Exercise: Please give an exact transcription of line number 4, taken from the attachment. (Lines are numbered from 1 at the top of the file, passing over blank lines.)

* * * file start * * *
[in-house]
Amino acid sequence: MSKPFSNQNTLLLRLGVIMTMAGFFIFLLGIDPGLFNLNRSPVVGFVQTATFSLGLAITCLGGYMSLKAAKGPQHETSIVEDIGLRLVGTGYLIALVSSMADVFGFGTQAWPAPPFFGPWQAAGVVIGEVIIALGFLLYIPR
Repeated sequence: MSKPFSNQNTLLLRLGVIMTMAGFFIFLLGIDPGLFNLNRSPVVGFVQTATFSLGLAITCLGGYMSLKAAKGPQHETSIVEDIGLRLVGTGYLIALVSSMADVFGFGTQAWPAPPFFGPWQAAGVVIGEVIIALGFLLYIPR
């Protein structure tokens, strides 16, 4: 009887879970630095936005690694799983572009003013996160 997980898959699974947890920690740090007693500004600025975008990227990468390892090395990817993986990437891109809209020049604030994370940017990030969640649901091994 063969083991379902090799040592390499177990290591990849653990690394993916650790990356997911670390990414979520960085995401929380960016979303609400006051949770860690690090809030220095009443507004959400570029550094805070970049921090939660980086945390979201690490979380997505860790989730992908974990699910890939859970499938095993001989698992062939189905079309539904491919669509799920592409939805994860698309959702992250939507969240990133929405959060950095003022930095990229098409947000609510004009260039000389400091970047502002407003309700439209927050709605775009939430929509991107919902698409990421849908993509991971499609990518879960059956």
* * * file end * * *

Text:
């Protein structure tokens, strides 16, 4: 009887879970630095936005690694799983572009003013996160 997980898959699974947890920690740090007693500004600025975008990227990468390892090395990817993986990437891109809209020049604030994370940017990030969640649901091994 063969083991379902090799040592390499177990290591990849653990690394993916650790990356997911670390990414979520960085995401929380960016979303609400006051949770860690690090809030220095009443507004959400570029550094805070970049921090939660980086945390979201690490979380997505860790989730992908974990699910890939859970499938095993001989698992062939189905079309539904491919669509799920592409939805994860698309959702992250939507969240990133929405959060950095003022930095990229098409947000609510004009260039000389400091970047502002407003309700439209927050709605775009939430929509991107919902698409990421849908993509991971499609990518879960059956």